Noticing that John, the Patriarch of Alexandria, is celebrated by the Eastern Church on November 11 and the Western Church on January 23, I thought it might be time to check the Eastern Calendar instead. Sts. Clement of Ancyra and Agathangelos are celebrated today, but their story is brief and all too common. Diocletian is said to have killed 20,000 Christians; these are two of them, both beheaded. If I knew more about them, they'd be our featured saints on January 23, but lacking that knowledge, I'm turning to John the Almsgiver.
John was a seventh century Cypriot who moved to Alexandria, Egypt in his fifties. He was tight with Nicetas, who had helped the Emperor Heraclitus come to power, so Nicetas hooked his boy up with one of the top bishoprics in the world. Usually that sort of personal preference for an ecclesiastical office suggests a low score on the piety scale, but John was nearly absolute in his devotion. Upon taking office, he opened the treasury of his church and gave 80,000 gold pieces to hospitals and monasteries. You might think monasteries didn't need the money, especially if you've read Chaucer or seen films about fat monks who quarrel with townspeople about who owes whom money. Set those images aside. Think instead about small enclaves of austere and devout men and women who will take in aging no-hopers to either put them back on their feet or give them a permanent home.
Not impressed yet? How about opening seven maternity hospitals with forty beds each? Founding poor houses and hostels to combat the homelessness of Alexandria? Sending food, oil, grain, clothes, and money to help the refugees from Jerusalem when the Persians sacked it? [Someone's always sacking that City.] He ransomed captives back from the Persians, especially the nuns, and spent a fortune resettling the refugees who came to Alexandria from Jerusalem.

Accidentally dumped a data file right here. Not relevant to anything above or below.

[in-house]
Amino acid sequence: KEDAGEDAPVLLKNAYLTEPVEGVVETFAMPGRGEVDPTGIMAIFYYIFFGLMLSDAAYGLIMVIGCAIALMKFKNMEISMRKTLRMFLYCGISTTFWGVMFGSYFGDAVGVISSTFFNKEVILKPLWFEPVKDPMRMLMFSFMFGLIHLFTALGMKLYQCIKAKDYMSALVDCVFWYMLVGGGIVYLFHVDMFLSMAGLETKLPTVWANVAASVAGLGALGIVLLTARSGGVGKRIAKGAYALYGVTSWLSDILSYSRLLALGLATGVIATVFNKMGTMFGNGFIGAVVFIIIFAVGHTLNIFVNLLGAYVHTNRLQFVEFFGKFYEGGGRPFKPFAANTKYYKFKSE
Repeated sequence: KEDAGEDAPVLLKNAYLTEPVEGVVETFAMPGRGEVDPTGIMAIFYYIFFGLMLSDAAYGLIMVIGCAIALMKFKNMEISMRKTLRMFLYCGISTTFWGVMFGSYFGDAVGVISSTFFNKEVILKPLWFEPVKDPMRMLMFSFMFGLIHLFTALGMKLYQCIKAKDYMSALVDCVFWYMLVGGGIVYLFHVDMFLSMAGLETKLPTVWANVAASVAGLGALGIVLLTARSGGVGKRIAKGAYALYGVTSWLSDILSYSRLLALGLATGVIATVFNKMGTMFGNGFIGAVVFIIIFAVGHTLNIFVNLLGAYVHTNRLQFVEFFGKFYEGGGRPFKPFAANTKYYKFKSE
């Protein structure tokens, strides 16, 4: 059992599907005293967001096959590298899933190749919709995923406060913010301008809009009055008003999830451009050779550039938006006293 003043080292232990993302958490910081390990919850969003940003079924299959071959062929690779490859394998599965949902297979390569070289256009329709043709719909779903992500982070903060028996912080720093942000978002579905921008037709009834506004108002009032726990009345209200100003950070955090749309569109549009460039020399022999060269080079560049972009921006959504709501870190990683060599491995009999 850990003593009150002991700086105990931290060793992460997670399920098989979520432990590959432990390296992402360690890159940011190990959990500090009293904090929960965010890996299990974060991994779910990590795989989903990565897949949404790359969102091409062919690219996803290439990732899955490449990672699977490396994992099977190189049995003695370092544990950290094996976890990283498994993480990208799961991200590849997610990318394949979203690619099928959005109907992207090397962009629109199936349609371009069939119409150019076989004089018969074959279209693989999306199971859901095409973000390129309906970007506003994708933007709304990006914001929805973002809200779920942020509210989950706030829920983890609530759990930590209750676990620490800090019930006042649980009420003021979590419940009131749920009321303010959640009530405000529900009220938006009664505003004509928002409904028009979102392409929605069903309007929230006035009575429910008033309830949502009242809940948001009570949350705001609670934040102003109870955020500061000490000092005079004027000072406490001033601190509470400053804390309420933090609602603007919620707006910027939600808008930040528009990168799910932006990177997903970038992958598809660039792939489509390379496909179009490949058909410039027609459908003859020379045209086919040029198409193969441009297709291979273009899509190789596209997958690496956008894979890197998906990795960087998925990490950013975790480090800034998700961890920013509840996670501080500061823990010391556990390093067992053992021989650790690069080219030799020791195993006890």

He used to sit in front of his Church on Wednesdays and Fridays, giving out assistance to anyone who showed up to ask for it. He was warned that some who asked were malingerers, impostors, and probably even non-Christians, but he didn't worry about it, believing that generosity would beget generosity. A little leakage on the side was just the cost of doing good work.
Of course he was not infallible. When a monk showed up in the company of a beautiful young woman several days in a row, the tongues started wagging and John went into action, not concerned that they might be taking advantage of the alms, but troubled by the apparent flouting of a monastic vow of chastity. He had the girl beaten and the monk flogged and locked up. Then he learned that she was Jewish, but considering conversion. He apologized to the monk, even offering him money (the monk refused, of course); no word what ever happened to the woman, though we might guess that she ran to the nearest synagogue and never contemplated Christianity again.
Notwithstanding that singular and spectacular lapse in judgment, John stands as a model fo generosity and kindness in a time when the Church's monopoly had fostered privilege, arrogance, and corruption.